Entries linking to hartebeest
Middle English hert, from Old English heorot "hart, stag, male of the red deer," from Proto-Germanic *herutaz (source also of Old Saxon hirot, Old Frisian and Dutch hert "stag, deer," Old High German hiruz, Old Norse hjörtr, German Hirsch "deer, stag, hart"), perhaps from PIE *keru-, extended form of root *ker- (1) "horn; head." For vowel change, see marsh.
In later times, a male deer after its fifth year, when the crown antler has appeared. The female is a hind (n.).
c. 1200, beste, "one of the lower animals" (opposed to man), especially "a four-footed animal," also "a marvelous creature, a monster" (mermaids, werewolves, lamia, satyrs, the beast of the Apocalypse), "a brutish or stupid man," from Old French beste "animal, wild beast," figuratively "fool, idiot" (11c., Modern French bête), from Vulgar Latin *besta, from Latin bestia "beast, wild animal," which is of unknown origin.
Proto-Indo-European root meaning "horn; head," with derivatives referring to horned animals, horn-shaped objects, and projecting parts.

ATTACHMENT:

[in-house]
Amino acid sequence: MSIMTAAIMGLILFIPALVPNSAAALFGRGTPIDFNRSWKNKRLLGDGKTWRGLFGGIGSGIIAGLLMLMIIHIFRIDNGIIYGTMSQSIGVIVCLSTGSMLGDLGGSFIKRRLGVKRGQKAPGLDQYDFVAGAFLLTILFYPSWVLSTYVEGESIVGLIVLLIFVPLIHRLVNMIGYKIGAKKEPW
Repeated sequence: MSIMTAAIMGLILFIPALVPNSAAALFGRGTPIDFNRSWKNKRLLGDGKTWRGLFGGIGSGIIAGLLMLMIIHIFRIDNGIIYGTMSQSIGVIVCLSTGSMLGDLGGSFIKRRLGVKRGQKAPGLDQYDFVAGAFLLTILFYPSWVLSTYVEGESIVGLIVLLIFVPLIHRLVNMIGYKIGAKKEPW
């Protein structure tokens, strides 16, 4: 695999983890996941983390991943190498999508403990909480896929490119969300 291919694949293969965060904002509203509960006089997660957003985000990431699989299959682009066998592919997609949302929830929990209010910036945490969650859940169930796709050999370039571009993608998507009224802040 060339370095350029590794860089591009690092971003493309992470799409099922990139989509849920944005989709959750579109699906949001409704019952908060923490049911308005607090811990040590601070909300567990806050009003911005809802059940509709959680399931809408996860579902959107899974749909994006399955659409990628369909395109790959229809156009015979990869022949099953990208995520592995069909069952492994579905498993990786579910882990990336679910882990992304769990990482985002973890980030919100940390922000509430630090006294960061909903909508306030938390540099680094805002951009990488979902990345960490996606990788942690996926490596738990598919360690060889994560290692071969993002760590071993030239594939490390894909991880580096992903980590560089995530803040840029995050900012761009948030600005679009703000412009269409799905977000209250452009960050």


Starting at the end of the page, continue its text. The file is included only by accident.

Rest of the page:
It forms all or part of: alpenhorn; Capricorn; carat; carotid; carrot; carotene; cerato-; cerebellum; cerebral; cerebrum; cervical; cervix; charivari; cheer; chelicerae; corn (n.2) "hardening of the skin;" cornea; corner; cornet; cornucopia; cranium; flugelhorn; hart; hartebeest; horn; hornbeam; hornblende; hornet; keratin; kerato-; migraine; monoceros; reindeer; rhinoceros; saveloy; serval; triceratops; unicorn.
It is the hypothetical source of/evidence for its existence is provided by: Sanskrit srngam "horn;" Persian sar "head," Avestan sarah- "head;" Greek karnon "horn," koryne "club, mace," koryphe "head;" Latin cornu "horn," cervus "deer;" Old English horn "horn of an animal;" Welsh carw "deer."
updated on May 27, 2015